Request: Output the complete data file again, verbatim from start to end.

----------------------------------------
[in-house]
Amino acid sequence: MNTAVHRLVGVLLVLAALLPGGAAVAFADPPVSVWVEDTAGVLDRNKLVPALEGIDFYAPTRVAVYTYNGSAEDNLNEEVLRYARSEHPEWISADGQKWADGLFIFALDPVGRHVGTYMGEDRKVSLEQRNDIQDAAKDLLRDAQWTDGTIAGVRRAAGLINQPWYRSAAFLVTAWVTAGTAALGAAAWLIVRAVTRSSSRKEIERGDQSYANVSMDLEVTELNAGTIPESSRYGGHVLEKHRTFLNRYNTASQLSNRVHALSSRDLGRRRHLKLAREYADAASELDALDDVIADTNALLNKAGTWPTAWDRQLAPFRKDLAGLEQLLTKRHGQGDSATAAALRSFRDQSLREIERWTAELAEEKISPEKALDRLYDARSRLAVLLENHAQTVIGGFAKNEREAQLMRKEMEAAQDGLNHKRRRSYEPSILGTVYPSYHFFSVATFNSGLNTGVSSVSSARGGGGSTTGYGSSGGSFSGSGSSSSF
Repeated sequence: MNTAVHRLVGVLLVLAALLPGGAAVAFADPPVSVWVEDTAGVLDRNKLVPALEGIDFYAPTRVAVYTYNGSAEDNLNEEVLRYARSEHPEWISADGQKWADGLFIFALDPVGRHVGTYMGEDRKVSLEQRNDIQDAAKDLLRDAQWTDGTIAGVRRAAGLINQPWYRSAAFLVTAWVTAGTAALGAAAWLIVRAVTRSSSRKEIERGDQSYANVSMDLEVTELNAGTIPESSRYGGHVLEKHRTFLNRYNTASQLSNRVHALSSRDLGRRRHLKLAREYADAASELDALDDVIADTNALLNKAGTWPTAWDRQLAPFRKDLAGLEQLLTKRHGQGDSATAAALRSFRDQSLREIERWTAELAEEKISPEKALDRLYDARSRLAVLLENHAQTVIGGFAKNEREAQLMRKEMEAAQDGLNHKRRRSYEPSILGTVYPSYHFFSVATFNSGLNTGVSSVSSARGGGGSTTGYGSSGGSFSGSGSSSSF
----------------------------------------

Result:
[in-house]
Amino acid sequence: MNTAVHRLVGVLLVLAALLPGGAAVAFADPPVSVWVEDTAGVLDRNKLVPALEGIDFYAPTRVAVYTYNGSAEDNLNEEVLRYARSEHPEWISADGQKWADGLFIFALDPVGRHVGTYMGEDRKVSLEQRNDIQDAAKDLLRDAQWTDGTIAGVRRAAGLINQPWYRSAAFLVTAWVTAGTAALGAAAWLIVRAVTRSSSRKEIERGDQSYANVSMDLEVTELNAGTIPESSRYGGHVLEKHRTFLNRYNTASQLSNRVHALSSRDLGRRRHLKLAREYADAASELDALDDVIADTNALLNKAGTWPTAWDRQLAPFRKDLAGLEQLLTKRHGQGDSATAAALRSFRDQSLREIERWTAELAEEKISPEKALDRLYDARSRLAVLLENHAQTVIGGFAKNEREAQLMRKEMEAAQDGLNHKRRRSYEPSILGTVYPSYHFFSVATFNSGLNTGVSSVSSARGGGGSTTGYGSSGGSFSGSGSSSSF
Repeated sequence: MNTAVHRLVGVLLVLAALLPGGAAVAFADPPVSVWVEDTAGVLDRNKLVPALEGIDFYAPTRVAVYTYNGSAEDNLNEEVLRYARSEHPEWISADGQKWADGLFIFALDPVGRHVGTYMGEDRKVSLEQRNDIQDAAKDLLRDAQWTDGTIAGVRRAAGLINQPWYRSAAFLVTAWVTAGTAALGAAAWLIVRAVTRSSSRKEIERGDQSYANVSMDLEVTELNAGTIPESSRYGGHVLEKHRTFLNRYNTASQLSNRVHALSSRDLGRRRHLKLAREYADAASELDALDDVIADTNALLNKAGTWPTAWDRQLAPFRKDLAGLEQLLTKRHGQGDSATAAALRSFRDQSLREIERWTAELAEEKISPEKALDRLYDARSRLAVLLENHAQTVIGGFAKNEREAQLMRKEMEAAQDGLNHKRRRSYEPSILGTVYPSYHFFSVATFNSGLNTGVSSVSSARGGGGSTTGYGSSGGSFSGSGSSSSF